Who is to blame for the deaths of Romeo and Juliet

A number of events led up to Romeo and Juliet’s tragic deaths, some caused by people, others caused by fate. One such event was Romeo not receiving the letter in which details of Juliet’s fake death were written. Friar John’s words “ I could not send it, nor send a messenger to bring it thee” could have been a case of bad luck or it could show Friar John’s incompetence. If he couldn’t find a messenger he should have perhaps taken it himself. So in a small part Friar John might have been to blame. Another event that led up to their deaths was Romeo being banished to Mantua because he killed Tybalt.

Romeo would not have killed Tybalt if the latter hadn’t murdered his best friend Mercutio. “Why the dev’l came you between us, I was hurt under your arm” spoken by Mercutio, illustrates that Romeo hadn’t been trying to start a fight and was in fact trying to break one up between Mercutio and Tybalt. So if Tybalt hadn’t come seeking a fight, Romeo wouldn’t have been banished. Therefore Tybalt is also partly to blame. Montague is similarly slightly liable, if he had not tried to force Juliet into marrying Paris she would not have had to turn to such a desperate measure as pretending to kill herself.

The play is set in a patriarchal society, which gave Montague the power to do this without being questioned. However as a loving father he shouldn’t have forced this decision on Juliet without consulting her first. He gave her the horrible ultimatum of either marrying Paris or being estranged from her family, as indicated by his command to “Go with Paris to Saint Peter’s church or I will drag thee on a hurdle hither” The Nurse is also partially responsible for what occurred. She had known about Romeo and Juliet from the beginning of their relationship and had assisted them in keeping it going.

She carried messages to and fro, as shown by the lines “My young lady bid me enquire you out” and “I ‘faith I will tell her as much. Perhaps if she had come forward sooner and told Lady Capulet, then Romeo and Juliet wouldn’t have had to kill themselves. Of course they might not still have been together, but they wouldn’t be dead. I think a major player in the game was Friar Lawrence, he was the one who married them in the first place, kept it a secret and it was also his idea for Juliet to pretend to be dead.

As a man of the church he should have been more responsible, he had his reasons of course, he thought that “this alliance may so happy prove to turn your households’ rancour to pure love”. However that is not an excuse for marrying two former enemies without their parents’ consent or knowledge. Moreover he invented the plan in which Juliet pretended to die and encouraged Juliet to drink the sleeping potion when he said “This distilling liquor drink thou off”. A part of him obviously knew what he was doing was wrong, his guilt comes through when he tells Juliet “I’ll dispose of thee among a sisterhood of holy nuns”.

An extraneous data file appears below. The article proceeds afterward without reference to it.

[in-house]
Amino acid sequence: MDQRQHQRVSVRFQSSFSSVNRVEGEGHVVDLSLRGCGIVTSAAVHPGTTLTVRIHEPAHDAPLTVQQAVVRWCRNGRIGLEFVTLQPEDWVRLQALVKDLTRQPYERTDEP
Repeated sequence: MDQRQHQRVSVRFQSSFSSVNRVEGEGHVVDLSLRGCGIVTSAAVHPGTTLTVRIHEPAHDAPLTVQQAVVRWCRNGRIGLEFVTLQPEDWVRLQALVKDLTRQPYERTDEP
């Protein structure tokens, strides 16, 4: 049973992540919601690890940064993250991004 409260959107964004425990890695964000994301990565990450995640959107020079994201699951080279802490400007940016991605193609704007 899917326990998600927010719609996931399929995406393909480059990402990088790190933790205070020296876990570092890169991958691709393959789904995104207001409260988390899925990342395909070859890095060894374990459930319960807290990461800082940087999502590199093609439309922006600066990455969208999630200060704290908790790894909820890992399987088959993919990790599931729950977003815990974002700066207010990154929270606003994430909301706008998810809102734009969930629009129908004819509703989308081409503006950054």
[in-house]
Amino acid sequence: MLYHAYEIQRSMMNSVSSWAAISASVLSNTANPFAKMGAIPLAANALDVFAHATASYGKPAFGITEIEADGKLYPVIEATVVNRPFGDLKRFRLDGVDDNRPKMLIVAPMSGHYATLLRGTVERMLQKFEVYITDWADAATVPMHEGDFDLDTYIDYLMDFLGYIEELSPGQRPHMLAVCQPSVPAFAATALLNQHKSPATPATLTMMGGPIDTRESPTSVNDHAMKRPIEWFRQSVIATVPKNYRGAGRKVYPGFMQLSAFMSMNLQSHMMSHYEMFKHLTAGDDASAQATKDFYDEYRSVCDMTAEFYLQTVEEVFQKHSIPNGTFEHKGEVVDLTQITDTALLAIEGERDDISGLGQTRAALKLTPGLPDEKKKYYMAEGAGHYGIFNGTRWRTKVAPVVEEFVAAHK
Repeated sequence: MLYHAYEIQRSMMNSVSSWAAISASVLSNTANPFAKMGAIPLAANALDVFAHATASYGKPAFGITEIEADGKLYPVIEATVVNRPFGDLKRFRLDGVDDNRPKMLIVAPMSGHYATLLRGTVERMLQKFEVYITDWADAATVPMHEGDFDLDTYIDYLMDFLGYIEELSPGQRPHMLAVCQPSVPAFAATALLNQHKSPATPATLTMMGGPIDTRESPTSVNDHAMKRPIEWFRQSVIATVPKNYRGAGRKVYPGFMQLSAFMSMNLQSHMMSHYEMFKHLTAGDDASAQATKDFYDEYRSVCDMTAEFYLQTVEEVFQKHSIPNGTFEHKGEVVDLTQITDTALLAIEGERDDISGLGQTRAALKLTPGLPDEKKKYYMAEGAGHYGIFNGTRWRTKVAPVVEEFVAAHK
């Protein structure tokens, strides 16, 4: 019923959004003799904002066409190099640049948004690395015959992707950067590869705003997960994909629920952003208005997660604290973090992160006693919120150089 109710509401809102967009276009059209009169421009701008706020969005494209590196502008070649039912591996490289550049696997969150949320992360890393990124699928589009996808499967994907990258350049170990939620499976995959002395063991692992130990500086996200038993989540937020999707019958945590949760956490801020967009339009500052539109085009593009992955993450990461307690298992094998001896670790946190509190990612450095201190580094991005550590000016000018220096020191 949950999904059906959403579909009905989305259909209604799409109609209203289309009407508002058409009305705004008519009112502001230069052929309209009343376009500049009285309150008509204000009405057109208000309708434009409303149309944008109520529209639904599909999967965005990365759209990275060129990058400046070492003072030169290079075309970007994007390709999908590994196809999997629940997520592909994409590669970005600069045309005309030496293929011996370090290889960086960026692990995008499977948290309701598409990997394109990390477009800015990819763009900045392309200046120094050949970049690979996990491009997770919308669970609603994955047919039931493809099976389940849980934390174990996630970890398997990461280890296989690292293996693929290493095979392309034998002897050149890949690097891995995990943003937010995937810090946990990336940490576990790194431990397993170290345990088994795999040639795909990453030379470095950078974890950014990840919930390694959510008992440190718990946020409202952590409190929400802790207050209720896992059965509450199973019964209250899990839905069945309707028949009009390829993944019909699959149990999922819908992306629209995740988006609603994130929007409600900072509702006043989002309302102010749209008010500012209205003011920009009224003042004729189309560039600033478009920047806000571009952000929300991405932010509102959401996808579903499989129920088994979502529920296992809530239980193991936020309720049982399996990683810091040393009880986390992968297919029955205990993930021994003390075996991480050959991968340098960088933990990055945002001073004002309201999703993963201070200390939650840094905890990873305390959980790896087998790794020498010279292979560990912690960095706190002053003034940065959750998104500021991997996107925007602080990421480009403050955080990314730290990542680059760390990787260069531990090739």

He was obviously trying to disassociate himself from the event; since Juliet was the only one who knew all he’d done, he had to get her away. For these reasons a lot of the blame should be placed on Friar Lawrence’s shoulders. Last but not least Romeo and Juliet themselves are to blame for their own deaths. Firstly they should have been more cautious about falling in love with each other, a fact adequately demonstrated from Juliet’s line “My only love sprung from my only hate”. Their families had had an on going feud with much bitterness and hatred on either side.

So it was slightly unethical for Romeo and Juliet to forget all of that and marry without thinking of the consequences. Romeo’s character is shown to be quite impetuous- as soon as he saw Juliet he forgot all about Rosalind (his previous love who he had been pining for till that moment) and stated” I ne’er saw true beauty till this night”. Another instance of his impetuous nature is revealed when as soon as he heard a rumour from one person that Juliet was dead, he became a “man who did need a poison now”.

He didn’t confirm it or investigate exactly what happened. Juliet, although not introduced as a particularly impetuous character, is shown to rush into things as well. After she knew Romeo for just a few hours she stated that since they loved each other, they should do the honourable thing and marry as soon as possible. She just asked him “ Where and what time thou wilt perform the rite” and promised to come. An interesting fact to be noted is that the entire story took place over less than a week.

In the entire play Romeo and Juliet only met each other four times when they were both alive and they had known each other for less than a day when they got married. Perhaps if they had taken time to know each other better, the story would not have ended as such. Friar Lawrence tried to warn them of this as well when he told Romeo “Wisely and slow, they stumble that run fast”. In conclusion, no single person or event contributed towards the untimely deaths of Romeo and Juliet, a number of small yet significant events all added up to this tragic ending.

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